The Hays Code was issued in 1930. Studios submitted films for review, and if their content passed muster, they were issued a certification number. The process was voluntary, but studios owned over 70 percent of American theaters, so a film without a certificate had little chance of distribution. Since non-compliance was tantamount to economic suicide, filmmakers jumped on the sanitized bandwagon.

The more adventurous filmmakers weren’t about to abandon depicting sensuality in their films and they came up with some ingenious methods for thwarting the censors. For a marvelous example of an early movie that justified prurient content by passing it off as educational fare (a tactic which became de rigueur once the Hays Code was implemented), check out the 1914 silver screen sex milestone Damaged Goods. Based on the work by French playwright Eugene Brieux, the story deals, in the words of George Bernard Shaw, with “diseases that are supposed to be the punishment of profligate men and women.”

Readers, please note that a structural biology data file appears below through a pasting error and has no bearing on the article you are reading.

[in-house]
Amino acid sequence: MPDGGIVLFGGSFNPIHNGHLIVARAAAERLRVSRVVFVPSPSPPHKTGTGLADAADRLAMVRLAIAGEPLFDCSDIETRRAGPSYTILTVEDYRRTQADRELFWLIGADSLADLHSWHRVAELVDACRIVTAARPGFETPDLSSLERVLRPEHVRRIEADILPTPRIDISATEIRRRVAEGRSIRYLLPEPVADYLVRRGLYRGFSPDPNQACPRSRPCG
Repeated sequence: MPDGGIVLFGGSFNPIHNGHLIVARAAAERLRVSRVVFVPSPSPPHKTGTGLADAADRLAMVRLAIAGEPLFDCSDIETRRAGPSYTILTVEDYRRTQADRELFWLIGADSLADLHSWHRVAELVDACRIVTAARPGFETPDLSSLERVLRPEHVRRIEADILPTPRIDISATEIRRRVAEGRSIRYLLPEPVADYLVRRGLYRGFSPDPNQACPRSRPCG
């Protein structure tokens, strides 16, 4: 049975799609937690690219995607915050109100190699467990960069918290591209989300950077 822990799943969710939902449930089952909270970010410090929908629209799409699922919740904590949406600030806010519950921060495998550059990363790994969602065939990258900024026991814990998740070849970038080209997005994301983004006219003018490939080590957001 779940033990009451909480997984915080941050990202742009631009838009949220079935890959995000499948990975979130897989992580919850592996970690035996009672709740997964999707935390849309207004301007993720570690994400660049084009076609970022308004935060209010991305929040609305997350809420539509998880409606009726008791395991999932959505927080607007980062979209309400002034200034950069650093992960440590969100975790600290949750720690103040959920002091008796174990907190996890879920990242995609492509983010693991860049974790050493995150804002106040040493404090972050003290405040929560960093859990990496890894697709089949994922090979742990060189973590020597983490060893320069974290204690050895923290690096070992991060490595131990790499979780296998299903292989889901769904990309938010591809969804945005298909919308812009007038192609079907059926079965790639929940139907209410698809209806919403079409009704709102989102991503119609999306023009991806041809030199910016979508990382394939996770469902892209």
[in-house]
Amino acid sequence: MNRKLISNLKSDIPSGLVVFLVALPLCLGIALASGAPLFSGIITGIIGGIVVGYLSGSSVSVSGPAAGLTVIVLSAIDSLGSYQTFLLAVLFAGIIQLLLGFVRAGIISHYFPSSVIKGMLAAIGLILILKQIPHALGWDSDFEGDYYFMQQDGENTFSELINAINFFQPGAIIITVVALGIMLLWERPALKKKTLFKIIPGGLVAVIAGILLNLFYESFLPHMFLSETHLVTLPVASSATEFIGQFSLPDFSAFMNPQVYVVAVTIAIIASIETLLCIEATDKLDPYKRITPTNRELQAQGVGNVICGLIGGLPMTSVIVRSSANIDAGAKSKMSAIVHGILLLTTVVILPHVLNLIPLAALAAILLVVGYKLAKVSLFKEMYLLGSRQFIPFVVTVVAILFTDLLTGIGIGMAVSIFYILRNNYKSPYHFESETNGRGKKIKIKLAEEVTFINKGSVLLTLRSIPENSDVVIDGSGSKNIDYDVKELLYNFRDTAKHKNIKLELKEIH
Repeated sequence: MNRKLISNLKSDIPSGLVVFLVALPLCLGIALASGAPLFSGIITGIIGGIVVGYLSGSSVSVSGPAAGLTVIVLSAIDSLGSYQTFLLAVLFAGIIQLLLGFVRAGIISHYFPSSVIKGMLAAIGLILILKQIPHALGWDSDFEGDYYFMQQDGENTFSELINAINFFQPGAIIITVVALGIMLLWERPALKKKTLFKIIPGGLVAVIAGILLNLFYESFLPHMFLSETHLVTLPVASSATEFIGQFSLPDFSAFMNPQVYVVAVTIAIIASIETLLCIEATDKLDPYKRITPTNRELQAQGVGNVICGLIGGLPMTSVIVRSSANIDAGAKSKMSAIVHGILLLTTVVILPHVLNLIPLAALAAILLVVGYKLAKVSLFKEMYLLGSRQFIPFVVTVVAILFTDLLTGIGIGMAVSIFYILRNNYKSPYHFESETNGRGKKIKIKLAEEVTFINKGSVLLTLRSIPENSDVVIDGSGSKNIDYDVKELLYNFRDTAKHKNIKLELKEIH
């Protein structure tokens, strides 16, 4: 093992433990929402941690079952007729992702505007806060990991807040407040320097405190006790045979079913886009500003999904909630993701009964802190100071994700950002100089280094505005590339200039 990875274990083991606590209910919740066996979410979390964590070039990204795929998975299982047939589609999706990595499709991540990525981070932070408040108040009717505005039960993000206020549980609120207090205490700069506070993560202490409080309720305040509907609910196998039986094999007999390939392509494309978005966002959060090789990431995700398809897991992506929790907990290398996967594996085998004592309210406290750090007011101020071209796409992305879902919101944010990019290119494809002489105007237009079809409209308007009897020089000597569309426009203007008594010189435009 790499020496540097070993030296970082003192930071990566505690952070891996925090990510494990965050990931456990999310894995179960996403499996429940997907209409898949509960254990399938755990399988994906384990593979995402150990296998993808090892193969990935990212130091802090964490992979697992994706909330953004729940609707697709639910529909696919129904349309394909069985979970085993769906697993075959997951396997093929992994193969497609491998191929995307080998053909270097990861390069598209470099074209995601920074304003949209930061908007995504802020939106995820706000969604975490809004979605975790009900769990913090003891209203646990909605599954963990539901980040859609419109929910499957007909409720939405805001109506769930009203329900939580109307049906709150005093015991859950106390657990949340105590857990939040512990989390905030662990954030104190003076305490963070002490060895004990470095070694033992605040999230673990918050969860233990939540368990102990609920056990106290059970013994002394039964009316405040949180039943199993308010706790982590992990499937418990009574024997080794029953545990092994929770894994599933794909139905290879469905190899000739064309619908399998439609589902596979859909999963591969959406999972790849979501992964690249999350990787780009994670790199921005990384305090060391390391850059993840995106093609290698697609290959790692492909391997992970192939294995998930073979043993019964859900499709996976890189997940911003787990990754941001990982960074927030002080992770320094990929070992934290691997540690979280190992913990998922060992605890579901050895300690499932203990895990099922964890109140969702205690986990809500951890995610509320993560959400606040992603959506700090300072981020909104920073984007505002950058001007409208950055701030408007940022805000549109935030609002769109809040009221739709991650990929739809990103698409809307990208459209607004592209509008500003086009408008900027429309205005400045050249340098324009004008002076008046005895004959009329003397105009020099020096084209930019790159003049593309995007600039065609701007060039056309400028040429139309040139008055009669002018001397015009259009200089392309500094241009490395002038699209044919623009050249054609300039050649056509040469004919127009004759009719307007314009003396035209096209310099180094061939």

Sexploitation pioneers offered sensational pictures such as Cocaine Cowboys, Child Bride (one of the most notorious films from the 1930s thanks to 12-year-old star Shirley Mills’ four-minute skinny-dipping scene), and Reefer Madness with lurid content tricked out as precautionary tale. Disclaimers rolled prior to the opening credits soberly advising that the provocative material was presented solely to warn viewers against pernicious social evils. The tactic worked like a dream. Sexploitation begot “infotainment” and many of these films became popular hits that remain classics of trash cinema.